For an example of Rotholtz’s wiliness of voice, take another look at the last line of “Psalm.” The double meaning in the word “partial” gives the line some of Rotholtz’s trademark slickness. “I’m partial” could mean the speaker is incomplete, or it could mean that they are biased. The first meaning would seem to align the speaker with a more overtly religious frame of mind: someone reaching out to a higher power out of a desire to be made whole. The second meaning, however, undercuts this sincerity; if the speaker is partial to something, what is it? Are they partial to believing in God, to science, to word play, to something else entirely? Is the act of favoring anything, in their mind, a state of sin? We are left at the end of “Psalm,” as Rotholtz consistently leaves us, asking questions, surprised by a sudden change in mode, a bit befuddled by the accrual of details, delighted by the slippage of sounds that got us here.

Related to this collection’s obsession with slipperiness and sheen is the recurring theme of doubling and impersonation. One of my favorite poems on this theme is “Mimic,” which—unlike “Psalm,” which resists any sort of literal reading—provides us with a vivid narrative.


Frilled snake
gliding wet and dark

against the house.
Clotted milk in brine jar.

I poured the salt water
or rather its remainder,

into the cottonwood,
watched it drain to white rind.

It was winter, that sharp
smell, crunch in the lung,

some days I knew I heard
that big Cadillac slipping

from the cliff, ran out to see,
but it was just the mimic,

spitting gravel from his mouth,
splayed in the soft peat.

There’s so much movement in the images here, such a multivalent sensory experience. Visual observations, yes, but also less expected descriptions: the synesthetic “crunch” of breathing in the cold, for example, and the tactile contrasts of hard and soft matter. Olfactory imagery, often ignored by poets, is present here; the scent of “clotted milk,” “brine,” “salt water,” and “peat” is inextricable from the poem’s quietly pungent mood.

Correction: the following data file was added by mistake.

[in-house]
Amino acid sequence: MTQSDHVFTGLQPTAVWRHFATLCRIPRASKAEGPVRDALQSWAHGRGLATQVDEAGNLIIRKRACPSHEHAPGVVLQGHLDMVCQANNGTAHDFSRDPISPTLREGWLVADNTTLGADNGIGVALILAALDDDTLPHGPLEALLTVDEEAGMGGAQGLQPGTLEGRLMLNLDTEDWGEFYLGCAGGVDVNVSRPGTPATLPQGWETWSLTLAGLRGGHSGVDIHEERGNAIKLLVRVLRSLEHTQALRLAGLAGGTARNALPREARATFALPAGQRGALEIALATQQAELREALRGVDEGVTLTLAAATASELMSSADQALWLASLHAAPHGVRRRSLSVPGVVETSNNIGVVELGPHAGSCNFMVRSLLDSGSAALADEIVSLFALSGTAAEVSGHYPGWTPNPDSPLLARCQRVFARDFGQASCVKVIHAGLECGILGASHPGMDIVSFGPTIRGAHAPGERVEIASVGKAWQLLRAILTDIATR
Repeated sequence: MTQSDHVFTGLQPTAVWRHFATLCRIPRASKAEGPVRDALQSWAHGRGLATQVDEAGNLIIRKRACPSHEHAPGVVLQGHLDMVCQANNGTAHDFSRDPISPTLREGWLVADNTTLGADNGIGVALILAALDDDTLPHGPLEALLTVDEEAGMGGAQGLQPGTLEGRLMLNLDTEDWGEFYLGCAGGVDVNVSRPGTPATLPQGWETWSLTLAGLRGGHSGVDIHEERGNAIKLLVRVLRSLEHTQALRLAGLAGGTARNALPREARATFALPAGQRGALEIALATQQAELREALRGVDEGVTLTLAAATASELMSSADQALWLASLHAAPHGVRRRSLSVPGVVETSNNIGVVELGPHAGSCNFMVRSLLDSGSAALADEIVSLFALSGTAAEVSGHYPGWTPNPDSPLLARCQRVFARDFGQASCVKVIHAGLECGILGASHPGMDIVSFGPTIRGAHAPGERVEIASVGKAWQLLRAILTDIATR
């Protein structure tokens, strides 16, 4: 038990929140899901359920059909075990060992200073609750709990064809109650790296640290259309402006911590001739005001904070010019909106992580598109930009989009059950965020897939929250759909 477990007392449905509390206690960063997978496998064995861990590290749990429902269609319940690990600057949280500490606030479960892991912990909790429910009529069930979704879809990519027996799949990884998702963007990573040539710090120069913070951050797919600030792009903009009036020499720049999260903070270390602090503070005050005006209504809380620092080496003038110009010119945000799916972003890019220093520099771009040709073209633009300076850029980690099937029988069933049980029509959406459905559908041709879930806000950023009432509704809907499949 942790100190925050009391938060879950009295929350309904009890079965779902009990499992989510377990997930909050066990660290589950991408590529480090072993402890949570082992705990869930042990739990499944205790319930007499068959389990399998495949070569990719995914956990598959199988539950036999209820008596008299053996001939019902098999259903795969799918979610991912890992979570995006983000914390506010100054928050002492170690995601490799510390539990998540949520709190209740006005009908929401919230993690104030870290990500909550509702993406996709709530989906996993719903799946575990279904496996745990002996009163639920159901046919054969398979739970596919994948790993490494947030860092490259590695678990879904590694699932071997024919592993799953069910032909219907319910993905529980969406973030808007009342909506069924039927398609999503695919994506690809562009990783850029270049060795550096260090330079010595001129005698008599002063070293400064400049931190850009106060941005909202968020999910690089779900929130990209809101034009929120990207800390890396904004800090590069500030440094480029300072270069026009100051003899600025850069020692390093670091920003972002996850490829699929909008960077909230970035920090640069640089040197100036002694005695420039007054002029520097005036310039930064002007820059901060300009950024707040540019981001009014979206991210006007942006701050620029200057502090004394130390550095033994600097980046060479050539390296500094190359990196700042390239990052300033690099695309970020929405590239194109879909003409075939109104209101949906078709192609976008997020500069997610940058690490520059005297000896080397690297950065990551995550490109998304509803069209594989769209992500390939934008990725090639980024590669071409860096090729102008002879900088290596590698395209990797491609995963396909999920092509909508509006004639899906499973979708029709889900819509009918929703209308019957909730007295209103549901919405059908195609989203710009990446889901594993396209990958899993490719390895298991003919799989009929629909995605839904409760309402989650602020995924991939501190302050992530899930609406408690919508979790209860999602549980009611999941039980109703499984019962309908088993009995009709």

The poem begins with a short catalog of images, followed by the appearance and past-tense actions of a first-person speaker. Framing the poem as a memory—perhaps as far back as childhood—slides space between the reader and the vivid sensory experience being described, and in that space, a ghostiness swirls. A nebulous unease pulses through the vast majority of Unmark’s more narrative poems. The snake. The slickness. The perceived plunge of the car. As I read, I’m on edge for the characters; I worry for them.

In her more scene-driven moments, Rotholtz transports us to lands that feel far away in time, populated by town mimics, stilt-walkers, and men with gold noses, where bands on the run don cloaks, eat spiced rabbit, and ghosts are laid to rest in the sea. A third of the way through the book, she pulls us into an epic series of long-lined poems in which we are part of a husband-and-wife team (Adam and Eve in reverse, as Rotholtz calls them in an interview) being driven from home and pursued in atmosphere of mysterious threat. In the short, quasi-parable poem “Siphon,” Rotholtz describes with haunting vividness an opening in the world into which “everything is draining.” In “Composite,” Rotholtz assumes a teacherly tone to set forth an extended metaphor of woman as geography, describing women in terms of arctic and subarctic regions. But in poem after poem, regardless of what mode she’s using, what we encounter in Unmark is a poet delighting in language: its ability to transport people to places and sensations that would be otherwise impossible to experience.



Gabrielle Bates works at Open Books: A Poem Emporium and serves on the editorial boards of The Seattle Review, Broadsided Press, and Bull City Press. Her poems and poetry comics appear in Poetry, New England Review, the Missouri Review, Alaska Quarterly Review, and Guernica, among other journals, and she is the recipient of support from the Bread Loaf Writers Conference, Artist Trust, and the University of Washington, where she received her MFA. Originally from Birmingham, Alabama, she currently lives in Seattle. website: / twitter: @GabrielleBates / instagram: @gabrielle_bates_